You don't tell us what your desired size is or what 'fast' means to you. Without more info it's difficult to make an informed recommendation

  • An informed recommendation statisfy my needs absolutly. Default Windows on a nettop for storage issues? Maybe there is no Linux/Unix support on the most nettops.
    – Martin K.
    Jul 18, 2009 at 10:13
  • I installed CentOS 5.3 on my nettop with no issues. I even installed via PXEBoot. Jul 20, 2009 at 20:02

Dell has a NS500 for arround $3k use MS storage server.. you can add an iscsi target to it. I used one in the past for a VMWare cluster that had 150+ Vm on it. Never had a problem.

Now I run on an EMC Cx4 which is more like $30k ;)

  • 1
    Depending on the CX4 and the options it can be quite a bit more. Ours was over $200k including the software packages we bought.
    – mrdenny
    Jul 17, 2009 at 22:36
  • Nowadays, software licences have become so expensive in relation to hardware.
    – Martin K.
    Jul 18, 2009 at 10:04
  • True... 30k is basicly one DAE!!
    – Alan
    Jul 20, 2009 at 20:19

I'd look into Thecus products. We have a Thecus N5200 as our onsite backup storage target, which locally stores backups for retrieval purposes, and is blazing fast.

We're currently looking into purchasing more for use as a camera storage backup system. Either the N5200 (5 disk cube style) or an N8800 (8 disk rack mount). From what I read on the 8800, it is blazing fast as well.

The only downside to Thecus products is the interface is a little lacking in design. As far as I can tell, it was built by great people with English as their second language and more experience designing robust backend systems than easy-to-use frontends. They are very "set it and forget it" though, if you won't be messing with anything on a regular basis.

  • +1 for Thecus. As NAS, I seriously like these. I got a N5200 last week, and after 15mins I was good to go, with LDAP auth and everything.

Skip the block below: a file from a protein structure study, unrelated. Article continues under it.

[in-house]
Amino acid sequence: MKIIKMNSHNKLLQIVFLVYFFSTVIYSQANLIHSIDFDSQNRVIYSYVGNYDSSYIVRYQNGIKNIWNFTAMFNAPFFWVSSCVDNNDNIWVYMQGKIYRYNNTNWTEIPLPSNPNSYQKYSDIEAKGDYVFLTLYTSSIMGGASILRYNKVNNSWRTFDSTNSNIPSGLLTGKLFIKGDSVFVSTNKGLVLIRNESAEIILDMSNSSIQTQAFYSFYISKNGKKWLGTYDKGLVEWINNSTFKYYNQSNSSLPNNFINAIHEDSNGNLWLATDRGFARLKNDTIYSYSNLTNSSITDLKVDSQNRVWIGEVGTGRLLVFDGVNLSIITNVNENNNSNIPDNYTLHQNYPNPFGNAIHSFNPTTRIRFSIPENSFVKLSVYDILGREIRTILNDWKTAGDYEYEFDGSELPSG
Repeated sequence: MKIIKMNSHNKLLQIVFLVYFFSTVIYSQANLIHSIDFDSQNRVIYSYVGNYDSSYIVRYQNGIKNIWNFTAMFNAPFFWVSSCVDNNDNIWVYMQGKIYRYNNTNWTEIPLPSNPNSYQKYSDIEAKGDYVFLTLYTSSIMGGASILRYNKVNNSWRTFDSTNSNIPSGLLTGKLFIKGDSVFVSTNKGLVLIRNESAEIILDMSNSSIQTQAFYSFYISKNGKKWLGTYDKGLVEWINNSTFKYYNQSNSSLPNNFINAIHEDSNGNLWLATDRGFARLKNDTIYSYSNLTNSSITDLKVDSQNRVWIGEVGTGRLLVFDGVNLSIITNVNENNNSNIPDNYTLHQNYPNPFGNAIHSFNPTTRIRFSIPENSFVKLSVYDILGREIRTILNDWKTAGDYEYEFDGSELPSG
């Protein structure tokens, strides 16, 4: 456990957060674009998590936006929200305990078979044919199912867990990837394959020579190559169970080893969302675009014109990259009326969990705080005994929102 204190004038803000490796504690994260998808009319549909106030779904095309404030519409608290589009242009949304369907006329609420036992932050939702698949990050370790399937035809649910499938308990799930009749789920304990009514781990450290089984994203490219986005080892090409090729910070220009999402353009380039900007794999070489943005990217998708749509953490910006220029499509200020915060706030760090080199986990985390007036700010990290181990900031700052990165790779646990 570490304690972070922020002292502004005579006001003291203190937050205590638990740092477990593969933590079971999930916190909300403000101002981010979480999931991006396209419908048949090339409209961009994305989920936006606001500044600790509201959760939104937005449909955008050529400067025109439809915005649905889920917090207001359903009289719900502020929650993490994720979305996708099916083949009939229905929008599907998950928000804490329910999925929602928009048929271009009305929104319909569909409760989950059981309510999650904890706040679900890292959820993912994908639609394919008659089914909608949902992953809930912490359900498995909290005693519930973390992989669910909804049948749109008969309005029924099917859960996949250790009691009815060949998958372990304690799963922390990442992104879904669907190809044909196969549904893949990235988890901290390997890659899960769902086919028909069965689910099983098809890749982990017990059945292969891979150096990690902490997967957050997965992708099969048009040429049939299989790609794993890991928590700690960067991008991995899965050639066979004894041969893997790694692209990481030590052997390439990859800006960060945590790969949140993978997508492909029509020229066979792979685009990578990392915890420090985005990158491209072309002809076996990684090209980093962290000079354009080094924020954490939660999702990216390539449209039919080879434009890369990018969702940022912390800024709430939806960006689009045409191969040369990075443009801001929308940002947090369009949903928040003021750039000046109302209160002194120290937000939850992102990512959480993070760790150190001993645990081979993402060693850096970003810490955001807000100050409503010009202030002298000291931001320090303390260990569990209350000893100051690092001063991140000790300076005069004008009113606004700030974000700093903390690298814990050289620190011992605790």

– Sven
    Jul 17, 2009 at 23:43
  • ++! I'll have a look at it.
    – Martin K.
    Jul 18, 2009 at 10:15

If you don't mind building the box yourself, FreeNAS is an alternative. Power of BSD with an Open Source price. FreeNAS 0.7RC1 includes ZFS support.

  • Building it myself is also an option! But I like the "blackbox" characteristics of pre-configured NAS devices.
    – Martin K.
    Jul 18, 2009 at 10:17

Like a number of people recommended build your own box, unless you have the budget to buy from a storage vendor. The problem is that most consumer grade solutions tend to have fatal flaws that will impact the end result.

Look in to OpenSolaris, or Openfiler which I find to be very good.


Anything but DLINK. I, together with many many unfortunate DNS-323 users, experience horrible data loss incidents with DNS-323.



  • Dammit! The article looks horrible. I'll never gonna buy a DNS-* I've made also bad experience with DLINK usb wlan sticks.
    – Martin K.
    Jul 18, 2009 at 13:23
  • Even worse, the issue was discovered and published for years and they never release any patch to fix it.
    – Sake
    Jul 18, 2009 at 13:51
  • I've heard nothing but good regarding the DNS-323. I have one and it works just fine. But I have heard you have to erase drive 1 to add drive 2. AFAICT, that's the only real problem if you have 1.06 firmware.
    – hyperslug
    Jul 18, 2009 at 14:44
  • Any version of firmware is reported to have the same problem to date.
    – Sake
    Jul 19, 2009 at 0:01

I've got a QNAP TS-509 Pro 5-bay NAS. Does very nicely performance-wise; dual gigabit ethernet and support for 802.3ad. Reasonably priced, too. www.qnap.com

  • Got the same NAS, too. On a GBit link i get ~85 MB/s on a CIFS transfer. There's plenty of features. Was extremely reliable for me since i bought (2,5y).
    – weeheavy
    Jan 12, 2011 at 8:52